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Subaru Crew Problems & Solutions

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  • kenskens Posts: 5,869
    Just thought I'd give an update on where I am with getting the "1st gear popping out under load" problem I experience with my Forester.

    Patti (who Rocks ;-) ) got me in touch with a senior rep at SOA who then set up an appointment with the district technical manager at Santa Cruz Subaru two weeks from now. They even are arranging for a loaner/rental since Santa Cruz is a bit of a drive from work. The entire process since Patti stepped in has been fantastic.

    I've been checking and double checking on nearby hills to make sure I can have all the conditions nailed down as to when the problem occurs. Contrary to my original assumption, the problem seems to happen intermittently regardless of the number of passengers in the vehicle. The other day, I tried coasting in first down a steep hill and 1st gear popped out several times with just me in the car. Yesterday, I had two other people in the car so I tried the same hill again. This time, it happened just once and I couldn't get it to occur again despite numerous attempts.

    I'm wondering if there are other conditions that might influence the outcome. The last thing I want to happen is not being able to replicate the problem at this big meeting.

    Ken
  • ateixeiraateixeira Posts: 72,587
    Ken: just suggestions, but I'd jot down each of the following conditions when it does happen: weight in car, engine temp, tranny temp, and slope of hill.

    There's obviously no guage for the tranny temp, but you can try to remember how many shifts were done at that point since it was started.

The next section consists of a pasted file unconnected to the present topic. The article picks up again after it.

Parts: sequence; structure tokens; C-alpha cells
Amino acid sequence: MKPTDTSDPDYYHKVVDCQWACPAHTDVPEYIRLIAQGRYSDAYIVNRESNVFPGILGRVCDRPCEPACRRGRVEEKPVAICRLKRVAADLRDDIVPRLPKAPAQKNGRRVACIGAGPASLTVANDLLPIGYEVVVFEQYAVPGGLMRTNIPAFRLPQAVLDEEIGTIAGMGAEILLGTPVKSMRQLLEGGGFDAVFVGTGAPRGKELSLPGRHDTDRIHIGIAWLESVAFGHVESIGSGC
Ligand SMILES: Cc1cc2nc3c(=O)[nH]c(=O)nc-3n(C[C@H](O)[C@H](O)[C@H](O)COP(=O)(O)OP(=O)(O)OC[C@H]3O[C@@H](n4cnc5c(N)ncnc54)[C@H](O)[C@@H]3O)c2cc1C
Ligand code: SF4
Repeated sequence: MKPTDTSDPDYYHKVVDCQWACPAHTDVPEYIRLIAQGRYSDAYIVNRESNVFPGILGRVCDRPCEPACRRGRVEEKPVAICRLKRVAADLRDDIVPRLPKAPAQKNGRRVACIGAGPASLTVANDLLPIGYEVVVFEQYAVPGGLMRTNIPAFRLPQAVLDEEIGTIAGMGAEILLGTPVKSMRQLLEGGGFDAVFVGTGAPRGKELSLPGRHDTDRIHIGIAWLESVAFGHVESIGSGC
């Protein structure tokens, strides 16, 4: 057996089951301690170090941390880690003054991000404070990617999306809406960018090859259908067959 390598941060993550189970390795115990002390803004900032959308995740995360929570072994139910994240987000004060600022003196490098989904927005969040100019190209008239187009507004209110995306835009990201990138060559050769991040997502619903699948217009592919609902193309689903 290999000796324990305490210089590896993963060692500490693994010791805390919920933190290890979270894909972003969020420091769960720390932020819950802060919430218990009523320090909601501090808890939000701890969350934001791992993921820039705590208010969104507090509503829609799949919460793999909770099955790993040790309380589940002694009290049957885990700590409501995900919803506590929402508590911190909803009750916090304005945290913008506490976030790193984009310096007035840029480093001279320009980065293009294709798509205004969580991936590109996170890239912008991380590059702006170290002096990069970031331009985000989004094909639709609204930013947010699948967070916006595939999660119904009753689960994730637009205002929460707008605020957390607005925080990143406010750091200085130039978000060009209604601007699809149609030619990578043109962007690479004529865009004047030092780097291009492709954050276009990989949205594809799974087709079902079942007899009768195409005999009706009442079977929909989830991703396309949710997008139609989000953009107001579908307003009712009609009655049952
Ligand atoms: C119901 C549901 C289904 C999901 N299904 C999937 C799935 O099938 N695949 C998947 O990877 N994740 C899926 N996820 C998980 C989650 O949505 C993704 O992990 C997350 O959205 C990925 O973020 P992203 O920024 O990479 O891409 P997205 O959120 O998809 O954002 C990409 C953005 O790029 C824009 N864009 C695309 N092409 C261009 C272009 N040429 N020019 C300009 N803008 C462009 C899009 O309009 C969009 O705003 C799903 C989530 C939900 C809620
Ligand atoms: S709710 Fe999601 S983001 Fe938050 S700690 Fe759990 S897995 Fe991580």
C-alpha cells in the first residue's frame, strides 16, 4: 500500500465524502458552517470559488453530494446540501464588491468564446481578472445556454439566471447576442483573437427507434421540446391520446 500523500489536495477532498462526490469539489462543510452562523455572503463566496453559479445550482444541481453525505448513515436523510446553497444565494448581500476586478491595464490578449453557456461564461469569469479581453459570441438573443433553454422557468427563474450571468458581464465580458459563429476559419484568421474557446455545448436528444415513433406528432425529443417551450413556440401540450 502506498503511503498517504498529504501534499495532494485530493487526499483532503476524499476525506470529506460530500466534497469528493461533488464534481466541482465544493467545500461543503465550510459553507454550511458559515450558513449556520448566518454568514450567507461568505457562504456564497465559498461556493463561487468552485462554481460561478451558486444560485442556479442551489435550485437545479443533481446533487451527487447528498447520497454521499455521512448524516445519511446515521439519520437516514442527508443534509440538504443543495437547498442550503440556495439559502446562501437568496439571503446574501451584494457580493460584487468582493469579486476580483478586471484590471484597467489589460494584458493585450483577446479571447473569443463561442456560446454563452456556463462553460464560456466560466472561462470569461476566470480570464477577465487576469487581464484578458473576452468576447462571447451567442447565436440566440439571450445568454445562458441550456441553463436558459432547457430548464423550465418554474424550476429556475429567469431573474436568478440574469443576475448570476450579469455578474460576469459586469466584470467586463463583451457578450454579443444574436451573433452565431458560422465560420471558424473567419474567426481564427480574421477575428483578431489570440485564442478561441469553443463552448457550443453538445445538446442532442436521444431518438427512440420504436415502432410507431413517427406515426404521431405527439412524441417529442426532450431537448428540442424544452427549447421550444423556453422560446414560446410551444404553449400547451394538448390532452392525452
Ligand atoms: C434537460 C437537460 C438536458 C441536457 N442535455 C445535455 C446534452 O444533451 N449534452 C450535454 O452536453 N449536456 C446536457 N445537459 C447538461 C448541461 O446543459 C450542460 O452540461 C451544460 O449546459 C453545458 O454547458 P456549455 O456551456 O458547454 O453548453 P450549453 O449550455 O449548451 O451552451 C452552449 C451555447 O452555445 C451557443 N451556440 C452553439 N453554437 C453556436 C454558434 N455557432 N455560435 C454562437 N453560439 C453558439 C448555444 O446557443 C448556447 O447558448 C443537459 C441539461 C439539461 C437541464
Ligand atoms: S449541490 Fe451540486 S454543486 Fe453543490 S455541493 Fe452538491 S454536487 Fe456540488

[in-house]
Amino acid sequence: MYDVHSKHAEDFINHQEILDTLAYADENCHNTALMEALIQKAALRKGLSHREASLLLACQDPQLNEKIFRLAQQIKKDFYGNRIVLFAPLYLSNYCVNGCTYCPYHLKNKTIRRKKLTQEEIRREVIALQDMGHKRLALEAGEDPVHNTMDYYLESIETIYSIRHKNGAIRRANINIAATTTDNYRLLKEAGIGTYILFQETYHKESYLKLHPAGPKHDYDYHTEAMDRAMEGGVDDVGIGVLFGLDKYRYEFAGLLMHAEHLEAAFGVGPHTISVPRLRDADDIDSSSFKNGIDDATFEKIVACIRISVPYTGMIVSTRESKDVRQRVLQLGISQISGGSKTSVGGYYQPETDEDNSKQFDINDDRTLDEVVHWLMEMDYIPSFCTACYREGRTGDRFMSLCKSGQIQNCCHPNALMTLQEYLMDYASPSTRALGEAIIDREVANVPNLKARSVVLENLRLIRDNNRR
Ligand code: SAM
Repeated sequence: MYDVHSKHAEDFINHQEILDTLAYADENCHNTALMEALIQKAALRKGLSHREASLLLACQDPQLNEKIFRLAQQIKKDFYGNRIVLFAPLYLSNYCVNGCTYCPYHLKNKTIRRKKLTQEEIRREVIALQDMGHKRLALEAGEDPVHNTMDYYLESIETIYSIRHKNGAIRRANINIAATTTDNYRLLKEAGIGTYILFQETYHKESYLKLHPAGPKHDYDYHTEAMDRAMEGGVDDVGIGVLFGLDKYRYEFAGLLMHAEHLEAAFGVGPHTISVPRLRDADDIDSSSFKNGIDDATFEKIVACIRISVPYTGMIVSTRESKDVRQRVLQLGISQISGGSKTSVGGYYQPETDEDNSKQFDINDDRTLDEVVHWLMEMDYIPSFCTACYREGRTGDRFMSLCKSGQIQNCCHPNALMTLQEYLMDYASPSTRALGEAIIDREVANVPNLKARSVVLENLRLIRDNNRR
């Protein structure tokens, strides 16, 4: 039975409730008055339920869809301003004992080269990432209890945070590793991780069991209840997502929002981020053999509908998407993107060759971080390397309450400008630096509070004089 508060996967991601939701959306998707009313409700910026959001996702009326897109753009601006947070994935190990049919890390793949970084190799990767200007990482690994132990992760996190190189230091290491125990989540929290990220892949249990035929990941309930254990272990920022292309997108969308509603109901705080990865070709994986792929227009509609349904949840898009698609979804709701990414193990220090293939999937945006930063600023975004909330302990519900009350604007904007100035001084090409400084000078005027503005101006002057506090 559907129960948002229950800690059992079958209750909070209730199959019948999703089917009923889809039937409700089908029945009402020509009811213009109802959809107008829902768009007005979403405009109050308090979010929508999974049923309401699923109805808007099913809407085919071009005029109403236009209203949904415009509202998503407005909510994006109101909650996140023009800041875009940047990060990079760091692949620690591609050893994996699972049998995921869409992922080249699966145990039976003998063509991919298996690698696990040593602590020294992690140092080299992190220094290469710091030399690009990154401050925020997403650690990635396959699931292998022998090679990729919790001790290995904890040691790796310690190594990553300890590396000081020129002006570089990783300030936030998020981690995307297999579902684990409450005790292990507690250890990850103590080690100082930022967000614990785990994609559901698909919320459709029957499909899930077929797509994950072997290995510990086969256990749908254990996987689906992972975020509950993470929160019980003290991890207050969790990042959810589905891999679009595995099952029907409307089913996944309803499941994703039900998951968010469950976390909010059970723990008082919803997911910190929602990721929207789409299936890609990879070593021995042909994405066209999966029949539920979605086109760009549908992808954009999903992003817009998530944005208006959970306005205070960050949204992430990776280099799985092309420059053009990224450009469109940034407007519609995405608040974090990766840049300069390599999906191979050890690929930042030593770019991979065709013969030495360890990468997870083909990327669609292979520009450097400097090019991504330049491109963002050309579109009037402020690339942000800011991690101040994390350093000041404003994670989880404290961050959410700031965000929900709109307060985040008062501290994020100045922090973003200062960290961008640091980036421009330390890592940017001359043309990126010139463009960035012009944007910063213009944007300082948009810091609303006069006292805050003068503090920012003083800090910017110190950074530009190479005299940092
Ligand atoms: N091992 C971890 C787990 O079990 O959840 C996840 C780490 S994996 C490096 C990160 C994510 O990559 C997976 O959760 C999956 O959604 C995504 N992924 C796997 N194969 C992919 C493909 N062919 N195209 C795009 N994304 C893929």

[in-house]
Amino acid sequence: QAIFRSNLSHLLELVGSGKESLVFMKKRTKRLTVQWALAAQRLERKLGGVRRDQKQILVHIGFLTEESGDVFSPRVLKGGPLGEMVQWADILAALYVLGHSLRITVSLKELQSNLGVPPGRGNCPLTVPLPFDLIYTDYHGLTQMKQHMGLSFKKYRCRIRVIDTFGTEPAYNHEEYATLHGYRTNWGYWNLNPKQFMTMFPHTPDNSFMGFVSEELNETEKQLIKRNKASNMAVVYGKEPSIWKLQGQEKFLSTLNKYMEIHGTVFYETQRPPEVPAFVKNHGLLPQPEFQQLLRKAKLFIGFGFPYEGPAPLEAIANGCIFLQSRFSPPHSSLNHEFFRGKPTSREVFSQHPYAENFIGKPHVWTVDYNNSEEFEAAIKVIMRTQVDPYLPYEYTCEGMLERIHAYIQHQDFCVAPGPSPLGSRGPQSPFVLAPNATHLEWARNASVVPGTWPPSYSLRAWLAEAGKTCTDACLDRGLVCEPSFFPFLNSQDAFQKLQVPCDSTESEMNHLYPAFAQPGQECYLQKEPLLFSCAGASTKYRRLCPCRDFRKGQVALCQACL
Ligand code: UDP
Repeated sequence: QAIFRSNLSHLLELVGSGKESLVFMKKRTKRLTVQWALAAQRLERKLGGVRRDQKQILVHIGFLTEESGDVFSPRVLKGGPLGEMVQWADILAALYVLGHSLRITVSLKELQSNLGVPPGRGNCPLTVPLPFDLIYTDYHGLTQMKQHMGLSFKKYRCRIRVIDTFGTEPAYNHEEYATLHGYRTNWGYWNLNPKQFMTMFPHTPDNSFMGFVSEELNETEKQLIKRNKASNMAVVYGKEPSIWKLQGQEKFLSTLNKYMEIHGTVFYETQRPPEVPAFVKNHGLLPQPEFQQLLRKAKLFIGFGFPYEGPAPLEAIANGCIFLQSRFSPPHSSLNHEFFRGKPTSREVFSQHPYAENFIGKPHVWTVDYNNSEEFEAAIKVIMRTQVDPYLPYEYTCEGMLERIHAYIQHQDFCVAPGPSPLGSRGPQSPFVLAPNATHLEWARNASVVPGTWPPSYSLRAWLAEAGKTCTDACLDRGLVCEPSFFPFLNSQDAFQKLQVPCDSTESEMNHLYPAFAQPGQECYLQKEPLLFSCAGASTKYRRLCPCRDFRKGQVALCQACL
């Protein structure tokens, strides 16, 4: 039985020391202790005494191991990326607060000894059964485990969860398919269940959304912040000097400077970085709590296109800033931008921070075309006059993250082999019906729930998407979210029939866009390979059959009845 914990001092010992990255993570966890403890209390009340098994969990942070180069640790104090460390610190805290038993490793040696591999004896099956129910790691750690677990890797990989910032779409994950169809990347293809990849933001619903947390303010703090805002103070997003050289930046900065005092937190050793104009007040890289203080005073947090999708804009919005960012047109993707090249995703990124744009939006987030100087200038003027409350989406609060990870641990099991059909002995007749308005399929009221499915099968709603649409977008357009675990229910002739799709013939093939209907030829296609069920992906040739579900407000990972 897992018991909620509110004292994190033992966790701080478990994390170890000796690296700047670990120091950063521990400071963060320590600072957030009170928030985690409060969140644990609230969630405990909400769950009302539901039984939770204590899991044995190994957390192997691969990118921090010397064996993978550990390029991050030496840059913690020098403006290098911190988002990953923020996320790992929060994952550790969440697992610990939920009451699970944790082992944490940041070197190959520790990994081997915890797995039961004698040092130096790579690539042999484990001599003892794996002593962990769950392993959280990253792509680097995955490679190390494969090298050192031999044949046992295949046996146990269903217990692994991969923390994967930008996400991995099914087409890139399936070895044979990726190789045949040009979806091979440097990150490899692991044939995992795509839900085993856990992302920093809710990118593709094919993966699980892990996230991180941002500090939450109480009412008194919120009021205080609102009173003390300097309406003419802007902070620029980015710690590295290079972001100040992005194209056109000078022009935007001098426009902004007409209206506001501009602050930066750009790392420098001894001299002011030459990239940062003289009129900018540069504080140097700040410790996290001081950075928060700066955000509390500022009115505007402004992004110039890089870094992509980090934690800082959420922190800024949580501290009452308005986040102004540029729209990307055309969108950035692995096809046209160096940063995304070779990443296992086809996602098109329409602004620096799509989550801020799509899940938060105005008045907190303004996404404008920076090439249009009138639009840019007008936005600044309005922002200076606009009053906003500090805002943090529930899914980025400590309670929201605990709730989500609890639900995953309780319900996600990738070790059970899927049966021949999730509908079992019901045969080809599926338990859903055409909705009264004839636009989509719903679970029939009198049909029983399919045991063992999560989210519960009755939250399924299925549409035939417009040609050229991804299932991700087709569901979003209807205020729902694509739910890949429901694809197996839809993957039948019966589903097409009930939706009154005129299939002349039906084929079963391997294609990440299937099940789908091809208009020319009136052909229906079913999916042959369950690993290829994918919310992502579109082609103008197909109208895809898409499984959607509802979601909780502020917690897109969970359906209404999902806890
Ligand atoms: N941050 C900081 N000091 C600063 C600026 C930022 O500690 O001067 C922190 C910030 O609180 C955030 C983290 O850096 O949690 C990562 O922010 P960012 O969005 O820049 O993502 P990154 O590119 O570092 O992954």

-juice
  • tlimatlima Posts: 124
    Theo,

    I too have been considering synthetics, mostly to lengthen the change intervals. The fiber filters allow you to do this, as they can trap more dirt than standard oil filters.

    As far as expense goes, I think the fiber filters cost at least $10, but if the intervals increase, the cost differences for the synthetics vs standard diminish.

    -Tony
  • kenskens Posts: 5,869
    juice,

    It's strange since it's always happened with the engine and tranny fully warmed up. I've also had a range of passengers (0-4) and a variety of slopes. The only thing consistent is it's inconsistency. There's gotta be some other variable(s) I'm overlooking.

    Ken
  • I've had my 2001 Forester S for about a month now and it has about 2k miles on it. I love it, but....

    The whole car seems to vibrate (high frequency) a lot when it reaches highway speeds, >60 mph. I realize the Forester is not exactly a car but I expected the ride to be a little smoother than what I'm experiencing. The vibration seems to affect the whole vehicle (as opposed to shaking the steering wheel noticeably more) which leads me to believe that it is just the way it's engineered. It's like having one of those massaging chairs built right into the car.

    I don't want to be paranoid and take the vehicle to the dealer for everything that I'm not used to in a car :)

    Is this just the way the Forester drives? It certainly seemed a lot soother when I test drove it.....